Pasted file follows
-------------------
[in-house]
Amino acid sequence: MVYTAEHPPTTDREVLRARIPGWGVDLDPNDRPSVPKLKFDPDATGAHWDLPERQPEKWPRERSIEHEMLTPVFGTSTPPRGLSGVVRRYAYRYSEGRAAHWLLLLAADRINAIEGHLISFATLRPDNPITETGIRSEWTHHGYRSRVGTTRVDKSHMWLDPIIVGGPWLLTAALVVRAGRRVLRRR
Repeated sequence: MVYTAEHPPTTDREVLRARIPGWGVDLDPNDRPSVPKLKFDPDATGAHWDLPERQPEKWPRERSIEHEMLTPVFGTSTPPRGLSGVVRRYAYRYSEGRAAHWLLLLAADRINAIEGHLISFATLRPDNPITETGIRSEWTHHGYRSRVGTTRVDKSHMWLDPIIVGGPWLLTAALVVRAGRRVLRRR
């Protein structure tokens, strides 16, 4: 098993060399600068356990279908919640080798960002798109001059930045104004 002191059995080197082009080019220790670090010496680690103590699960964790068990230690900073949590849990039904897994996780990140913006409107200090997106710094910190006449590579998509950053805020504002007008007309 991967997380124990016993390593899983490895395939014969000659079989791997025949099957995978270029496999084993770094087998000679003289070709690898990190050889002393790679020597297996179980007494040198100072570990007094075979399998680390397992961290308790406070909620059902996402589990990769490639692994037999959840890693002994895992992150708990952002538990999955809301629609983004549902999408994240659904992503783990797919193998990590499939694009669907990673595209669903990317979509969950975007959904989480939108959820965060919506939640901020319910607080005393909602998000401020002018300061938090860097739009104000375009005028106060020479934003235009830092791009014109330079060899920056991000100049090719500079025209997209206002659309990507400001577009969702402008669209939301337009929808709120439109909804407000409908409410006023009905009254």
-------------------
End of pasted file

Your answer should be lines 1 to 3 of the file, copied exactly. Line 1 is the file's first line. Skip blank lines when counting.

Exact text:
[in-house]
Amino acid sequence: MVYTAEHPPTTDREVLRARIPGWGVDLDPNDRPSVPKLKFDPDATGAHWDLPERQPEKWPRERSIEHEMLTPVFGTSTPPRGLSGVVRRYAYRYSEGRAAHWLLLLAADRINAIEGHLISFATLRPDNPITETGIRSEWTHHGYRSRVGTTRVDKSHMWLDPIIVGGPWLLTAALVVRAGRRVLRRR
Repeated sequence: MVYTAEHPPTTDREVLRARIPGWGVDLDPNDRPSVPKLKFDPDATGAHWDLPERQPEKWPRERSIEHEMLTPVFGTSTPPRGLSGVVRRYAYRYSEGRAAHWLLLLAADRINAIEGHLISFATLRPDNPITETGIRSEWTHHGYRSRVGTTRVDKSHMWLDPIIVGGPWLLTAALVVRAGRRVLRRR